I hope you enjoyed this trip through the data. I may take a look at recent runoff rosters to see if there’s anything there worth writing about. Happy Thanksgiving!

Precinct analysis: Where the voters came from

Yesterday we looked at the voting history of the people who participated in the 2015 election. Today we’re going to take a look at how those numbers broke down by Council district.


Dist   All 3    None    Rest   Total
====================================
A      4,686   7,238   8,173  20,097
B      4,873   8,829   8,738  22,440
C     11,471  17,129  18,588  47,188
D      6,988  10,196  11,204  28,388
E      5,906  14,302  13,392  33,600
F      2,348   5,456   4,942  12,746
G      9,703  13,523  17,630  40,856
H      3,035   7,452   6,958  17,445
I      2,897   5,939   5,856  14,692
J      2,001   3,437   3,305   8,743
K      5,730   8,101   8,846  22,677

Total 59,639 101,603 107,630 268,872

vote-button

Just a reminder, “All 3” refers to voters who had also participated in the 2013, 2011, and 2009 elections; “None” refers to voters who voted in none of those three elections; “Rest” refers to the people who voted in one or two of those elections, but not all three. The first thing to notice is something I hadn’t noticed till I started working on this post, which is that for all the talk about “new” voters, there were a lot of “sometimes” voters in this election. Perhaps one of our oft-quoted poli sci professors could put a grad student or two on the question of why people vote in some city elections but not others. Obviously, some people are new to town or are newly eligible to vote, but what about the others? Why skip one election but vote in another? I don’t understand it. I wish someone would make the effort to try.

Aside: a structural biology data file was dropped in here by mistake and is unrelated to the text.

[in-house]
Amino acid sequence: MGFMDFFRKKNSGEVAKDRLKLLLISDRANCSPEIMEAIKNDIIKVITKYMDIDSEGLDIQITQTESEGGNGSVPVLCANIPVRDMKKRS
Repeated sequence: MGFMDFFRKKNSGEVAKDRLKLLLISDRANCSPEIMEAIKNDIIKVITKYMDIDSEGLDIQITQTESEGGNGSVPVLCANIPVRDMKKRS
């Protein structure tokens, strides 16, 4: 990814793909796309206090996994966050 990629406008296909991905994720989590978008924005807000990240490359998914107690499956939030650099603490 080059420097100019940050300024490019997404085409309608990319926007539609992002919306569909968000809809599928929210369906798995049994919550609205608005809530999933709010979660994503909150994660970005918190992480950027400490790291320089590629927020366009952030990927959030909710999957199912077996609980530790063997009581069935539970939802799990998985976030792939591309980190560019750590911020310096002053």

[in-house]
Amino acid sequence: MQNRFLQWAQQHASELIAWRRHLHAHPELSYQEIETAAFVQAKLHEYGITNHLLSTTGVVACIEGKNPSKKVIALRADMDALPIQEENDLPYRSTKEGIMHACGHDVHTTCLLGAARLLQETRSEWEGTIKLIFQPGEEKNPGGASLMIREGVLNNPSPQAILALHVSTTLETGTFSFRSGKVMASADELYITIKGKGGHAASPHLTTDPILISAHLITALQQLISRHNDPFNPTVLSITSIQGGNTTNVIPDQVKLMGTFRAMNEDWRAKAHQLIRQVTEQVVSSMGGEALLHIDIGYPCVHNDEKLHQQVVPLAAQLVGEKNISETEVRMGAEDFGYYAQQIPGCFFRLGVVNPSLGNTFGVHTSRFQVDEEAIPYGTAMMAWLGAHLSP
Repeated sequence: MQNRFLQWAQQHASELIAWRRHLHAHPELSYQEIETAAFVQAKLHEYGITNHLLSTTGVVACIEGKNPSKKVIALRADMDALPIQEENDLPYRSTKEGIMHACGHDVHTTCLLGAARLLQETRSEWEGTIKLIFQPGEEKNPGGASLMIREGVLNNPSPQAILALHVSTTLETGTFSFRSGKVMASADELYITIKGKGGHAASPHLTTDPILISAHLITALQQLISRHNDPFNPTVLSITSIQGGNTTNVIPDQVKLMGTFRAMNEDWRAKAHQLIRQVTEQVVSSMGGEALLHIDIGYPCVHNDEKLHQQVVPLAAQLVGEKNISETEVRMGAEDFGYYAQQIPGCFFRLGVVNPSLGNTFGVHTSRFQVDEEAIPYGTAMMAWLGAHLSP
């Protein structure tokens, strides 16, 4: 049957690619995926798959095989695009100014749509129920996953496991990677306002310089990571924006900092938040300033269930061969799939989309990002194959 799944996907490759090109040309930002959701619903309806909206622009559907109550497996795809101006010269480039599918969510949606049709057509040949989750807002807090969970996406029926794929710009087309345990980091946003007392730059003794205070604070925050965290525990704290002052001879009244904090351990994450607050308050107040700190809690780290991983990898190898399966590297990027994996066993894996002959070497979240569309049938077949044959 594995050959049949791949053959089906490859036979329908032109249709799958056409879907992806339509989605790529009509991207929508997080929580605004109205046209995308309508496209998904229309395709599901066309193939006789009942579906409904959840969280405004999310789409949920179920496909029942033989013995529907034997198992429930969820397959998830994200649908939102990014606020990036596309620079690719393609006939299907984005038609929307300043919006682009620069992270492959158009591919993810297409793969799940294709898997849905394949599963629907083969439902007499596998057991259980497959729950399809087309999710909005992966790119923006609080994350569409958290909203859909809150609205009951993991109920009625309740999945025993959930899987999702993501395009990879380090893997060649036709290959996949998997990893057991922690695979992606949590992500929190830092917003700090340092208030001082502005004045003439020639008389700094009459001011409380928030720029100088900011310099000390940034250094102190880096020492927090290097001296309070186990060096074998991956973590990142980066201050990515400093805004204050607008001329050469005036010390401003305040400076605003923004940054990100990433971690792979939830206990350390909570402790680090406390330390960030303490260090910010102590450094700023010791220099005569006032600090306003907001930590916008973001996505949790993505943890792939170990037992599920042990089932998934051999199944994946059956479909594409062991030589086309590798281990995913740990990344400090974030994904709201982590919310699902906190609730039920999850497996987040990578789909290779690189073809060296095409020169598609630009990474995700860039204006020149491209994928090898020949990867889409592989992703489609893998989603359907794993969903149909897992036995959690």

The other number that jumps out at you is the number of “None” voters in District E. It’s fair to assume a significant number of these were anti-HERO voters. Notice that E wasn’t the only district that saw the number of new voters be more than double the number of old reliables – F, H, and I also fit that bill. Why might that be? Could be any number of reasons – HERO, a disproportionate number of new and/or newly-eligible residents, the fact that there weren’t that many old reliables to begin with, some other reason. Of course, even the district that had a lot of old reliables, like C and D and G, saw a lot of newbies show up as well. What can you say? There were a lot of new voters. Even in this high-for-Houston-elections-turnout environment, there are still a lot of other people who vote in other years.